Reply

      Jim Lee

      2 years ago

      Most of the testers normally hit with gloves, you need to find people that mostly go gloveless all the time to hit it. I go gloveless all the time, and asking me to wear gloves is so unnormal. That’s would be a different perspective.

      Reply

      Lou

      2 years ago

      Agree with this. If most of your testers wear a glove, get some testers who never wear a glove and compare the results

      Reply

      Beej

      2 years ago

      This is my thoughts exactly. How many of your testers always wear a glove. I’m also in the gloveless crowd and feel like I have better feel without the glove.

      Reply

      ck52

      2 years ago

      So if I want to hit a fade I should take my glove off.

      Reply

      Vince

      2 years ago

      LOL!!

      Reply

      JIMR

      2 years ago

      and if you’re between clubs take the glove off (or put one on)

      Reply

      Eric Granata

      2 years ago

      Like many others have asked, how many of these players wear gloves regularly? It would be nice to see this test with golfers who do not wear gloves using their own clubs vs golfers who wear gloves using their own clubs. Personally I have not worn a glove in years, it became too much of a hassle taking on and off!

      Reply

      Chisag

      2 years ago

      The amount of times I have picked up another players wedge or iron on the green when they are putting out and find a grip that is very slick is just mind boggling.

      Watch Freddie and he wipes his grip before every shot and they have a tack to them so a glove provides no more control than a clean, tacky grip. But with a grip that has been cleaned rarely a glove is a necessity. Were the testers grips cleaned before every shot?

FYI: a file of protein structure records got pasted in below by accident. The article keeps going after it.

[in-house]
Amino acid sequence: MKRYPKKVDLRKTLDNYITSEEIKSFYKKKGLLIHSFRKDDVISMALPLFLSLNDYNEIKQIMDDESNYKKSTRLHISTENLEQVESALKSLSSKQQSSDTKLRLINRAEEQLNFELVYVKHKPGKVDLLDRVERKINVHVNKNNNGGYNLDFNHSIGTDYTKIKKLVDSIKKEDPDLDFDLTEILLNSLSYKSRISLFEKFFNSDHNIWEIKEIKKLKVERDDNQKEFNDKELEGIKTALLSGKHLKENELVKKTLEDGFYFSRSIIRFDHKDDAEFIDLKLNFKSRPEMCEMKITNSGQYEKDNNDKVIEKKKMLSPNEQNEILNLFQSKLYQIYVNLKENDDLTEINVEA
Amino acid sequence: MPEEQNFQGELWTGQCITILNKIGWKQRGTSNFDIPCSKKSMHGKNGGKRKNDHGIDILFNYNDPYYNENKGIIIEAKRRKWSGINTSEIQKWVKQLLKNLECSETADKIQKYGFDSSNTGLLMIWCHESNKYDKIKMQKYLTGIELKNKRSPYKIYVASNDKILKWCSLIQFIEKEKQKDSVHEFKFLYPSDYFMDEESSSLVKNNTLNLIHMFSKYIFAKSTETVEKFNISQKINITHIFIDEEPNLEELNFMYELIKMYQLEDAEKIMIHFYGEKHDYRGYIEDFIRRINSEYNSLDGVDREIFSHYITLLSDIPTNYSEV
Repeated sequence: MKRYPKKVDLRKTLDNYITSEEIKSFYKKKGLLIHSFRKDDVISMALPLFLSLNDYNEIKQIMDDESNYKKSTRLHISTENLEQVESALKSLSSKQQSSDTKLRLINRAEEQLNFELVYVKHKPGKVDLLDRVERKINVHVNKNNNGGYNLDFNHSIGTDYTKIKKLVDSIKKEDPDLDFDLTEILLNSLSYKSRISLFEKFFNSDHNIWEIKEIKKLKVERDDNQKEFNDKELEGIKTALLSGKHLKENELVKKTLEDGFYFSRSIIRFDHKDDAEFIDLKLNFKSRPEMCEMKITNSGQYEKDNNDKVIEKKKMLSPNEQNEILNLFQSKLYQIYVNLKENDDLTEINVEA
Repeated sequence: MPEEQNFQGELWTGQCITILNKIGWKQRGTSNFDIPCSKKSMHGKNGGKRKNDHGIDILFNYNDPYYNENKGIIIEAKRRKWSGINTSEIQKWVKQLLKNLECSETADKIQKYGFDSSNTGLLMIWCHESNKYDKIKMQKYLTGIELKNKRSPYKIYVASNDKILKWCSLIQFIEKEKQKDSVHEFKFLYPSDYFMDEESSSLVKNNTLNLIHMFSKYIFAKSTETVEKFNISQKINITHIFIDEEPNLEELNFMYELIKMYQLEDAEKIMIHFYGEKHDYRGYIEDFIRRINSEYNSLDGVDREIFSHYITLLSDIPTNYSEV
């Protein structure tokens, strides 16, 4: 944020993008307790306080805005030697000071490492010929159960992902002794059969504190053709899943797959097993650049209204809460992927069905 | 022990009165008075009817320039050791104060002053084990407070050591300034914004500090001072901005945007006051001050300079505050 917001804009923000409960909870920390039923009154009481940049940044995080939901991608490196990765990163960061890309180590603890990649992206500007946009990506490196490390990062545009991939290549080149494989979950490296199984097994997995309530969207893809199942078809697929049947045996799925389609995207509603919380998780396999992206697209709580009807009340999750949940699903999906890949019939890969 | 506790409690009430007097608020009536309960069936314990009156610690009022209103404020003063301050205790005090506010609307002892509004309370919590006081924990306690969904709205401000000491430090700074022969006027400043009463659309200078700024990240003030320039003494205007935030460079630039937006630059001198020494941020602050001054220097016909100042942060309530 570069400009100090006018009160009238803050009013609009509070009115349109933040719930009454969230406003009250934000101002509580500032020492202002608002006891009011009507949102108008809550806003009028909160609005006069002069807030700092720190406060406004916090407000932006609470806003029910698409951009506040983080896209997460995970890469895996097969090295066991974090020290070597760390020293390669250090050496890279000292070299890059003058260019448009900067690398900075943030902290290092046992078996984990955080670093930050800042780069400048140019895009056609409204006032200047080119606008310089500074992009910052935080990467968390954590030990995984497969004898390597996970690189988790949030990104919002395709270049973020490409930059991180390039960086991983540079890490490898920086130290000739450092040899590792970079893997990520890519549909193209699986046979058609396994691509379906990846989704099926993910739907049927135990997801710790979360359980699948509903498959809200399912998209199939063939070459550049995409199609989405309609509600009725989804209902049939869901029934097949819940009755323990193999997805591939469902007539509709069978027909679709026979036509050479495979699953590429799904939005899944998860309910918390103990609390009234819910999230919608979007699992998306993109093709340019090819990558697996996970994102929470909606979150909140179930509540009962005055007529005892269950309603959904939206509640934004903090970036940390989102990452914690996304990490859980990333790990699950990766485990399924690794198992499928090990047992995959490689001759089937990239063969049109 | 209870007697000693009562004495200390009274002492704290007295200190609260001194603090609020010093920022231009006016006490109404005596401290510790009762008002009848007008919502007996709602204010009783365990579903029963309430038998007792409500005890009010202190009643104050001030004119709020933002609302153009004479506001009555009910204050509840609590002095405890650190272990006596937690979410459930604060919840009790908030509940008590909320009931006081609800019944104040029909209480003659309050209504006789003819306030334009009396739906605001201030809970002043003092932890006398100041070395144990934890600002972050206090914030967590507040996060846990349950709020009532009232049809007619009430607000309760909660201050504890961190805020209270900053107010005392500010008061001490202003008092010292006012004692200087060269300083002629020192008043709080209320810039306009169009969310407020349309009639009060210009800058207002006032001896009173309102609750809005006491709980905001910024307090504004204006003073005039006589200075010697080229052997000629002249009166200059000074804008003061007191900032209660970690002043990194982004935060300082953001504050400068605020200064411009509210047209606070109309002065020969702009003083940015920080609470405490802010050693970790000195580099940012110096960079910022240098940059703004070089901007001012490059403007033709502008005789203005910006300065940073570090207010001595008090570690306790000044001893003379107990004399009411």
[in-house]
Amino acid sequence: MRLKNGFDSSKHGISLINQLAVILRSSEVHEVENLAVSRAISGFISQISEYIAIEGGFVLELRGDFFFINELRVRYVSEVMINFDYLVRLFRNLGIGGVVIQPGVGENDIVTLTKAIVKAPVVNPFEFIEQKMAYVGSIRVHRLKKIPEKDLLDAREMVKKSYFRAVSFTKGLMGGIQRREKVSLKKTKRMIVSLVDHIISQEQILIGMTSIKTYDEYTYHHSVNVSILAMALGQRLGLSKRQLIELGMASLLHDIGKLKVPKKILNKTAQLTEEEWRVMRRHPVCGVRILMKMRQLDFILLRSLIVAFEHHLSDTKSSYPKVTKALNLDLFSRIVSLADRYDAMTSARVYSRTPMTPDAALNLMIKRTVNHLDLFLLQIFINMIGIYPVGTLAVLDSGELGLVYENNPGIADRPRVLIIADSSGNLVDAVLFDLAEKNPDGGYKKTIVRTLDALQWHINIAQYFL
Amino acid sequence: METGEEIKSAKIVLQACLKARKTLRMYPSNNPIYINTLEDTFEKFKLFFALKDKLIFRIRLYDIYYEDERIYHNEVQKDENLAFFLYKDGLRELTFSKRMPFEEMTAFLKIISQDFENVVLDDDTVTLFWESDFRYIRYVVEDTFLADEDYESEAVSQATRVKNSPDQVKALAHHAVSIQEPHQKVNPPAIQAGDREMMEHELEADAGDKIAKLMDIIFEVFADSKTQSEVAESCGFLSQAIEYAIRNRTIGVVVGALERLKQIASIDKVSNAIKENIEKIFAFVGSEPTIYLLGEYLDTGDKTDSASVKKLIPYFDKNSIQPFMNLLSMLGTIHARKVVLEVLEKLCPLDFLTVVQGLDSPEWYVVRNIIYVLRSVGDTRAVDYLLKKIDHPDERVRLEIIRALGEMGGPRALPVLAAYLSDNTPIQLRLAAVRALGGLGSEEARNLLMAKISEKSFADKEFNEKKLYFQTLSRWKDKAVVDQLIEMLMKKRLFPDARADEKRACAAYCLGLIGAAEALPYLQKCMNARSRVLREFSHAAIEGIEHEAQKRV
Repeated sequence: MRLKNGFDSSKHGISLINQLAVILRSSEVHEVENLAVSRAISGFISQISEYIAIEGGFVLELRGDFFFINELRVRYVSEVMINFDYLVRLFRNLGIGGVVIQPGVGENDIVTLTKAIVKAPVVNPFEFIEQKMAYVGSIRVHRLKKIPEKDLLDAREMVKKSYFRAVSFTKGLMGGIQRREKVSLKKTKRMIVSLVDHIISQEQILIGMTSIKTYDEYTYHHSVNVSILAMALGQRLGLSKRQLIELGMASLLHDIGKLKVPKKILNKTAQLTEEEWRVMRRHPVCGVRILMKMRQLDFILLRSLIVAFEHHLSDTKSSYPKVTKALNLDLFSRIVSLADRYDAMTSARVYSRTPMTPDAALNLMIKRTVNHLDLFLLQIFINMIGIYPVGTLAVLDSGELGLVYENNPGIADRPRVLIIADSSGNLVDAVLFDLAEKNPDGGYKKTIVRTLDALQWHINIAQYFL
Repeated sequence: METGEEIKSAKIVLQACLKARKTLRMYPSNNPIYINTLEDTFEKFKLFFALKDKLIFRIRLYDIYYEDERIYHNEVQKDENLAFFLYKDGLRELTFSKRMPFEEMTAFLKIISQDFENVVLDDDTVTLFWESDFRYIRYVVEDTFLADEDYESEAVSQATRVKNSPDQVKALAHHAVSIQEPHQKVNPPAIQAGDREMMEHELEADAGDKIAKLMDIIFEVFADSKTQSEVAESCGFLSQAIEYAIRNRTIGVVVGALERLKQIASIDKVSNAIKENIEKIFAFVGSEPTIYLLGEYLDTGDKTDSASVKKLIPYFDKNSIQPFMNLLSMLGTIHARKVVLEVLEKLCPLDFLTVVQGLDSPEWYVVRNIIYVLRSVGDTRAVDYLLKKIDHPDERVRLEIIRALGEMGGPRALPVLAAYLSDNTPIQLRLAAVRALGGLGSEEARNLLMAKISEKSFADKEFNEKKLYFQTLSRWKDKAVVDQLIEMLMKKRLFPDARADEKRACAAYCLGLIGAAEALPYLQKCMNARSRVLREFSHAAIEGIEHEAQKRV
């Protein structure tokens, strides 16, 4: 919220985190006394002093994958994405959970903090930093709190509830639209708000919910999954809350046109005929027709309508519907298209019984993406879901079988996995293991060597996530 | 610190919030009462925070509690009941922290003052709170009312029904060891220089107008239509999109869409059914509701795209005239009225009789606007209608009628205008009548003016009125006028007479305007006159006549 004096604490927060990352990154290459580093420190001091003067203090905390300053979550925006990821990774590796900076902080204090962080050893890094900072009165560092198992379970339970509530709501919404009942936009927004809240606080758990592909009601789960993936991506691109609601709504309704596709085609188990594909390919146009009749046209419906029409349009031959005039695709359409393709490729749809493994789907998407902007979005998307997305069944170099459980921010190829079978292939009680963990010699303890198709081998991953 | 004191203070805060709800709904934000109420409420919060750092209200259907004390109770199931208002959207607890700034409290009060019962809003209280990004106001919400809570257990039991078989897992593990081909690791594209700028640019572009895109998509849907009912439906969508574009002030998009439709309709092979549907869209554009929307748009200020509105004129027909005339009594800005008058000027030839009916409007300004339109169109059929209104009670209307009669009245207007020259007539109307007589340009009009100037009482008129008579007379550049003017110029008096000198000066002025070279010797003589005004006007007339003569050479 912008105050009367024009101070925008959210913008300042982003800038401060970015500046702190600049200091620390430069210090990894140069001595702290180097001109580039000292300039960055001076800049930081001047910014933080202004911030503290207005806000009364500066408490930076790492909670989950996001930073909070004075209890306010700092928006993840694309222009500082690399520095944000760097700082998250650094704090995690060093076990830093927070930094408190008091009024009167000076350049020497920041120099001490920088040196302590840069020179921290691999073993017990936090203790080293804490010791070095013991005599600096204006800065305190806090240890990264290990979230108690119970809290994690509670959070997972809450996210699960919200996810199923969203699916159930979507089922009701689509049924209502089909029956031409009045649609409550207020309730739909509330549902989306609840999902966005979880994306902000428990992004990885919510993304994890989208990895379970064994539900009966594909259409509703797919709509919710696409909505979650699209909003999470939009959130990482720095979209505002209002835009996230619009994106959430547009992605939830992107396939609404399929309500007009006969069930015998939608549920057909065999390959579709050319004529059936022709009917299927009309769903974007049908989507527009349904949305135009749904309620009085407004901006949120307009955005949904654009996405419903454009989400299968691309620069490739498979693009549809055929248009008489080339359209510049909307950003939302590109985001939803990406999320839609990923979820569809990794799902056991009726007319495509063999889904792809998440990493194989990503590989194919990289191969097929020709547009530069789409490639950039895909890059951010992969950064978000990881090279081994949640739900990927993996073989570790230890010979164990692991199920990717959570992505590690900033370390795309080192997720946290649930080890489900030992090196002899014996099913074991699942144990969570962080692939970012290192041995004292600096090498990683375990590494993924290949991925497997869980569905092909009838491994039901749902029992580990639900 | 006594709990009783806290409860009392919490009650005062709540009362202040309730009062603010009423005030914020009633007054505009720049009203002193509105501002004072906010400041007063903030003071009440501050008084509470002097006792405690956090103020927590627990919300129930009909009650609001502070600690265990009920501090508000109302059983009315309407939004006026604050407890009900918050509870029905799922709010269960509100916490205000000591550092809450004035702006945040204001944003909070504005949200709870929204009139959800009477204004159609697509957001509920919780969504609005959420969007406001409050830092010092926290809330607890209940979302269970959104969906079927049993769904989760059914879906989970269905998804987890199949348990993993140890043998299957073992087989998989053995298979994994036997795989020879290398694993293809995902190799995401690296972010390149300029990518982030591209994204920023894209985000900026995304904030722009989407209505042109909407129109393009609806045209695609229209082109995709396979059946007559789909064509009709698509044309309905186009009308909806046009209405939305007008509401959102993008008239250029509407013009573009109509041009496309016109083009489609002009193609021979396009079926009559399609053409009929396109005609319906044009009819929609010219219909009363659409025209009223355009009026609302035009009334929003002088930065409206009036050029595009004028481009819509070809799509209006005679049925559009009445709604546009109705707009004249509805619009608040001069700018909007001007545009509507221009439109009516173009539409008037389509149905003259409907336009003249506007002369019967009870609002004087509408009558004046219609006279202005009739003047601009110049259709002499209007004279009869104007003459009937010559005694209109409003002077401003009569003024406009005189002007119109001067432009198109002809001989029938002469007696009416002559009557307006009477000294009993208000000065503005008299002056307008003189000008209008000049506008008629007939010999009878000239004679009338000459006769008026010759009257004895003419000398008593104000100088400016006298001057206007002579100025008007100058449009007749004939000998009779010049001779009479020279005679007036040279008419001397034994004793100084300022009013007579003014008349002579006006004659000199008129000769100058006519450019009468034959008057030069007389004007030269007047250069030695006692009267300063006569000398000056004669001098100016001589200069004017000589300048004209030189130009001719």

Then add what kind of grip did the testers have on their clubs? I find MCC grips a little slippery on the top half with cord, but if I wore a glove the cord/glove interaction is much more secure. Most of us that play without a glove have grips that keep a secure connection and keep them clean and tacky.

      Reply

      HowieV

      2 years ago

      Have lived in S Florida for over 30 yrs. I do not wear a glove during the winter but do wear a rain glove during the summer to insure my hands don’t slip. Keeping the grips clean also helps have a more secure hold on the golf club. This is particularly important when not wearing gloves due to sweat and skin oil making the grips slick.

      Reply

      Jim

      2 years ago

      I have hands that sweat profusely even at 70*. I used to have 3-4 gloves on the bag until finally I gave in & now use rain gloves all the time.. I can finally hold onto the club 100% of the time now. Gotta have one glove on when 70+ & two on when humid & 85+. Also I keep 3 pair of cheap rain gloves on the bag at all times.

      Reply

      Johnny

      2 years ago

      It sounds to me like you used testers who previously always wore a glove. Thus, when they hit without a glove they would be uncomfortable.
      Whereas, I would be more interested in half that previously wore a glove and half who didn’t .

      Reply

      Tom mory

      2 years ago

      Exactly. I’d like to see the same test using golfers who don’t wear a glove.

      Reply

      Allen

      2 years ago

      Gloves were originally used because the leather grips would get slippery from perspiration.
      The current non-leather grips do not have that issue.
      It seems that most professional golfers use gloves for promotional considerations or just out of habit.

      Reply

      Scott Johnson

      2 years ago

      I go back and forth. When I’m having trouble with how I hold the club I go back to no glove. A glove can make it easier to have a bad grip,holding the club either too much in palm or too much in fingers,the glove will let you get away with a bad grip.!!!

      Reply

      Ray

      2 years ago

      Yes this is a flaw in the study design. There should have been two groups tested…one group who always use a glove and one group always swing bare handed. The bias here in the study could be towards regular glove users.

      Reply

      Jimmy

      2 years ago

      I thought the same thing about this being “biased” by using golfers who normally wear gloves. I wear the glove for the driver, and longer irons, but NOT on the shorter irons. I think I have more “feel” on the shorter ones without a glove. (tho when it’s really cold, I wear a glove right down to the putter!)